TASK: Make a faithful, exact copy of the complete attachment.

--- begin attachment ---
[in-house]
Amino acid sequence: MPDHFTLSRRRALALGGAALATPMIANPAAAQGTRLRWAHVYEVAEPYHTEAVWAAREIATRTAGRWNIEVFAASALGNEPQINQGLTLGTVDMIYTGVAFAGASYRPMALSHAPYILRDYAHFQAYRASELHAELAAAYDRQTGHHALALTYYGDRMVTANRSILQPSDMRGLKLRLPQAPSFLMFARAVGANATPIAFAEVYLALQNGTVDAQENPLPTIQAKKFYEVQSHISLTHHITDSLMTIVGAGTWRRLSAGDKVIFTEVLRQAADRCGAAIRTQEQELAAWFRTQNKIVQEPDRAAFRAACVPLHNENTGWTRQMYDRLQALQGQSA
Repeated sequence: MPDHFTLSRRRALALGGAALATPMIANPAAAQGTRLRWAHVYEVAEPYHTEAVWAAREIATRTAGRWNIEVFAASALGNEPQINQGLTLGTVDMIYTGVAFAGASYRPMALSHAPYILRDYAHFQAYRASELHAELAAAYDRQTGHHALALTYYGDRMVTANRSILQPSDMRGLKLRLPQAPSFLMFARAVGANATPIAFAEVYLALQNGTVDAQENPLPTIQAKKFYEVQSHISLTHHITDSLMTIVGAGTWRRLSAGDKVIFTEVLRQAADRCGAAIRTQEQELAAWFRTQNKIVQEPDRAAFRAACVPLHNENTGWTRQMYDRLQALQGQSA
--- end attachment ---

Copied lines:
[in-house]
Amino acid sequence: MPDHFTLSRRRALALGGAALATPMIANPAAAQGTRLRWAHVYEVAEPYHTEAVWAAREIATRTAGRWNIEVFAASALGNEPQINQGLTLGTVDMIYTGVAFAGASYRPMALSHAPYILRDYAHFQAYRASELHAELAAAYDRQTGHHALALTYYGDRMVTANRSILQPSDMRGLKLRLPQAPSFLMFARAVGANATPIAFAEVYLALQNGTVDAQENPLPTIQAKKFYEVQSHISLTHHITDSLMTIVGAGTWRRLSAGDKVIFTEVLRQAADRCGAAIRTQEQELAAWFRTQNKIVQEPDRAAFRAACVPLHNENTGWTRQMYDRLQALQGQSA
Repeated sequence: MPDHFTLSRRRALALGGAALATPMIANPAAAQGTRLRWAHVYEVAEPYHTEAVWAAREIATRTAGRWNIEVFAASALGNEPQINQGLTLGTVDMIYTGVAFAGASYRPMALSHAPYILRDYAHFQAYRASELHAELAAAYDRQTGHHALALTYYGDRMVTANRSILQPSDMRGLKLRLPQAPSFLMFARAVGANATPIAFAEVYLALQNGTVDAQENPLPTIQAKKFYEVQSHISLTHHITDSLMTIVGAGTWRRLSAGDKVIFTEVLRQAADRCGAAIRTQEQELAAWFRTQNKIVQEPDRAAFRAACVPLHNENTGWTRQMYDRLQALQGQSA